Next Mars rover to have 23 cameras

Wednesday, 08 November, 2017

Next Mars rover to have 23 cameras

NASA has announced that its Mars 2020 rover will be equipped with 23 cameras — more than any rover before it. Together, the cameras will work to create sweeping panoramas, reveal obstacles, study the atmosphere and more.

When NASA’s Mars Pathfinder touched down in 1997, it had five cameras: two on a mast that popped up from the lander and three on NASA’s first rover, Sojourner. As time has passed, cameras have dramatically shrunk in size and increased in quality. The Spirit and Opportunity rovers were designed with 10 cameras each, including on their landers, while Mars Science Laboratory’s Curiosity rover has 17.

Now, 23 cameras are being incorporated into the Mars 2020 rover, currently being built at NASA’s Jet Propulsion Laboratory in Pasadena, California. The cameras will provide dramatic views during the rover’s descent to Mars and be the first to capture images of a parachute as it opens on another planet. There will even be a camera inside the rover’s body, which will study samples as they’re stored and left on the surface for collection by a future mission.

Image caption: This image presents a selection of the 23 cameras on NASA's 2020 Mars rover. Many are improved versions of the cameras on the Curiosity rover, with a few new additions as well. (For a larger version, click here.) Image credit: NASA/JPL-Caltech.

The cameras on 2020 will include more colour and 3D imaging than on Curiosity, said Jim Bell of Arizona State University, principal investigator for 2020’s Mastcam-Z. The ‘Z’ stands for ‘zoom’, which will be added to an improved version of Curiosity’s high-definition Mastcam, the rover’s main eyes.

Mastcam-Z’s stereoscopic cameras can support more 3D images, which are suitable for examining geologic features and scouting potential samples from long distances away. Features like erosion and soil textures can be spotted at the length of a soccer field. Documenting details like these is important: they could reveal geologic clues and serve as ‘field notes’ to contextualise samples for future scientists.

“Routinely using 3D images at high resolution could pay off in a big way,” Bell said. “They’re useful for both long-range and near-field science targets.”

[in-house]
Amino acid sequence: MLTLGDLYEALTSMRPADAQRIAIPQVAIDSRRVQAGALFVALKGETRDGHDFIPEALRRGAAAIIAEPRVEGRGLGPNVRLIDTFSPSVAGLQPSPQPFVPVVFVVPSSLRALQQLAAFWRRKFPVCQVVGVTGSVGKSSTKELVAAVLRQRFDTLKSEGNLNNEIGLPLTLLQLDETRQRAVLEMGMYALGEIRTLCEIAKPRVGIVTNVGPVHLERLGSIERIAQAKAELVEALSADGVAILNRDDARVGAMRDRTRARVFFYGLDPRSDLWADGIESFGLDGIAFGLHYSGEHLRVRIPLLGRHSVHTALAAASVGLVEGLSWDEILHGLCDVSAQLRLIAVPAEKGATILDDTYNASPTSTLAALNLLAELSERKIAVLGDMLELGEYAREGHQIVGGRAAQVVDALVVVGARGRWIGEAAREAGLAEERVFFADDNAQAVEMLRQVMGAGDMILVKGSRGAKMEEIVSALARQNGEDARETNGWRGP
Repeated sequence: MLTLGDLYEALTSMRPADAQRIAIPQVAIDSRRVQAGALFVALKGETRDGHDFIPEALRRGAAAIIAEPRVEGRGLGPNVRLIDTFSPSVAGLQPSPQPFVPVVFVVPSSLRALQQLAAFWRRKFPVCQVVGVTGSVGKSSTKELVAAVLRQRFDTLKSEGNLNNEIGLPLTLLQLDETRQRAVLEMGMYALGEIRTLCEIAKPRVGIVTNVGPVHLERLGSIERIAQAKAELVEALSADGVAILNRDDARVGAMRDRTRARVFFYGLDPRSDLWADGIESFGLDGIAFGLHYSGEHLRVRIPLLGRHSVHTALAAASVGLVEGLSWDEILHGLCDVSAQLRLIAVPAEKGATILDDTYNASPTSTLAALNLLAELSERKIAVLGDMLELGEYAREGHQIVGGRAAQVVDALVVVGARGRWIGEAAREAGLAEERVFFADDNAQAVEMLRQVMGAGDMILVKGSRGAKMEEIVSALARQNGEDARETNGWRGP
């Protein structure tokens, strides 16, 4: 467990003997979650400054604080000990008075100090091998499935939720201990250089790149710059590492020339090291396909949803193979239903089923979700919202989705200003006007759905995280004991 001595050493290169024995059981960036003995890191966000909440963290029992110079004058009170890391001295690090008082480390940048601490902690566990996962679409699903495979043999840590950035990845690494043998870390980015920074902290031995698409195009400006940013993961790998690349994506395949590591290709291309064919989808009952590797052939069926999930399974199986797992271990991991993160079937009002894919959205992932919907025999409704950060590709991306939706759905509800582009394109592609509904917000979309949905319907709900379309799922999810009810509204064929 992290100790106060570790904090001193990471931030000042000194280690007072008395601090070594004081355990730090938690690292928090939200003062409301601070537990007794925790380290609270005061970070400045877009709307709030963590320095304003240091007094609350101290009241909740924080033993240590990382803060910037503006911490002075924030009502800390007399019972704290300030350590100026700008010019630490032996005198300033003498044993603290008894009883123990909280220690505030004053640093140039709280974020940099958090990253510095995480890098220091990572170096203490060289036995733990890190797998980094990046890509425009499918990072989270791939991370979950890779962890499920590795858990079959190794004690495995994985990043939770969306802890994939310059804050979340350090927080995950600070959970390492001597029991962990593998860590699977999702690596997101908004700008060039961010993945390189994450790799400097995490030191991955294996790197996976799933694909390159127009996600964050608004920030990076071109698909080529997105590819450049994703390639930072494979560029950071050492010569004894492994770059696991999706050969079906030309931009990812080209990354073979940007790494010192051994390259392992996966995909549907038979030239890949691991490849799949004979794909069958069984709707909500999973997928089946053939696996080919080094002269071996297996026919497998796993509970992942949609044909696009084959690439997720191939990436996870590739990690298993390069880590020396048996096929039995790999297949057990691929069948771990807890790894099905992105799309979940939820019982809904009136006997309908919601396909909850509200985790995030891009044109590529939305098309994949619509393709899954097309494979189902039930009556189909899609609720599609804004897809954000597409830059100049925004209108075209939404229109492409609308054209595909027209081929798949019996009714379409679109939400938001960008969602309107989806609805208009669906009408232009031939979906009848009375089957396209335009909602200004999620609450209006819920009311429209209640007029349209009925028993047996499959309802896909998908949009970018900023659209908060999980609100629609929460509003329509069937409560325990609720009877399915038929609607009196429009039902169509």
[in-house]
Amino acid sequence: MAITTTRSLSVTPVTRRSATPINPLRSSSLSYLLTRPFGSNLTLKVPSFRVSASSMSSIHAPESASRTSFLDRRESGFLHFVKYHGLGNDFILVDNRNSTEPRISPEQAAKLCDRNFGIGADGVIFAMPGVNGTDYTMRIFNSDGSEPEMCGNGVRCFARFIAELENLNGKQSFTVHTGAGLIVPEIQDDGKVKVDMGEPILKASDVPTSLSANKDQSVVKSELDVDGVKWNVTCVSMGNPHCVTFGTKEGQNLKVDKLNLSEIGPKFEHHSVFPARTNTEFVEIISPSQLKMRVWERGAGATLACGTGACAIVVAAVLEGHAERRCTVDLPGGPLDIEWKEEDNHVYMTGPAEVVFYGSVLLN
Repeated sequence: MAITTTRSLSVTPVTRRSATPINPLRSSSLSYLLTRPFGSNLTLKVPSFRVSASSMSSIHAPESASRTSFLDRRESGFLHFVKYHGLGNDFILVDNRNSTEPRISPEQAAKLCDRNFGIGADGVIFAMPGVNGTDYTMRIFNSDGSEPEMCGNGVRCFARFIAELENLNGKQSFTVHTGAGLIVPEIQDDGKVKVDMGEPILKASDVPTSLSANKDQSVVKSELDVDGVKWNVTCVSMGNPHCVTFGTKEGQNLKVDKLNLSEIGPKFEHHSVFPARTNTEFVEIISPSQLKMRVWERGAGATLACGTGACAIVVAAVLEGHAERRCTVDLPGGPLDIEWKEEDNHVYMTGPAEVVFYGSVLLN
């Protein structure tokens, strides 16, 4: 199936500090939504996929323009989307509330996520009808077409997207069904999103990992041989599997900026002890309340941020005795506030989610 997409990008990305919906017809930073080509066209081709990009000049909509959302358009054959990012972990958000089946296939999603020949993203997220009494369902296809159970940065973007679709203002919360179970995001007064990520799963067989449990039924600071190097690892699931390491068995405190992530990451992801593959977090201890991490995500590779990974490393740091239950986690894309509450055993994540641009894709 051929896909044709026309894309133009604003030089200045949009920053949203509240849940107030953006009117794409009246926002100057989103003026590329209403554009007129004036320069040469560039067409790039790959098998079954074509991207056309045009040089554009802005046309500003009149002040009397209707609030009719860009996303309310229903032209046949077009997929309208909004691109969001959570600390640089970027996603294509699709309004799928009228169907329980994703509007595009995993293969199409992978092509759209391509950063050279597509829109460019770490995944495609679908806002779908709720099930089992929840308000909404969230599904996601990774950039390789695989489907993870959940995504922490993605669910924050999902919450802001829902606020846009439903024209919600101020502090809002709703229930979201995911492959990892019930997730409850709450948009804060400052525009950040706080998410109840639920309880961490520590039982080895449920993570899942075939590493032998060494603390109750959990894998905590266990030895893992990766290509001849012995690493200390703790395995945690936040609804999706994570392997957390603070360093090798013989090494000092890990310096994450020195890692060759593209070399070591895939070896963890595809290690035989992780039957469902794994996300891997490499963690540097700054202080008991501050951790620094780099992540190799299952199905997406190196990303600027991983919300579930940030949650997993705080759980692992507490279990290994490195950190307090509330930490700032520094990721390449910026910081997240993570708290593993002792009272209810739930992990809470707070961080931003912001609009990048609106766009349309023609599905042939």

The Spirit, Opportunity and Curiosity rovers were all designed with engineering cameras for planning drives (Navcams) and avoiding hazards (Hazcams). These produced 1 MP images in black and white. On the new rover, the engineering cameras have been upgraded to acquire high-resolution, 20 MP colour images.

Their lenses will also have a wider field of view. That’s critical for the 2020 mission, which will try to maximise the time spent doing science and collecting samples.

“Our previous Navcams would snap multiple pictures and stitch them together,” said Colin McKinney of JPL, product delivery manager for the new engineering cameras. “With the wider field of view, we get the same perspective in one shot.”

That means less time spent panning, snapping pictures and stitching. The cameras are also able to reduce motion blur, so they can take photos while the rover is on the move.

Of course, all this upgrading also means beaming more data through space. As noted by Justin Maki of JPL, Mars 2020’s imaging scientist and deputy principal investigator of the Mastcam-Z, “The limiting factor in most imaging systems is the telecommunications link. Cameras are capable of acquiring much more data than can be sent back to Earth.”

To address this problem, rover cameras have gotten ‘smarter’ over time, especially regarding compression. NASA has also gotten better at using orbiting spacecraft as data relays — a concept that started as an experiment with NASA’s Mars Odyssey orbiter and was pioneered for rover missions with Spirit and Opportunity.

NASA plans to use existing spacecraft already in orbit at Mars — the Mars Reconnaissance Orbiter, MAVEN and the European Space Agency’s Trace Gas Orbiter — as relays for the Mars 2020 mission, which will support the cameras during the rover’s first two years.

Top image credit: ©pandawild/Dollar Photo Club

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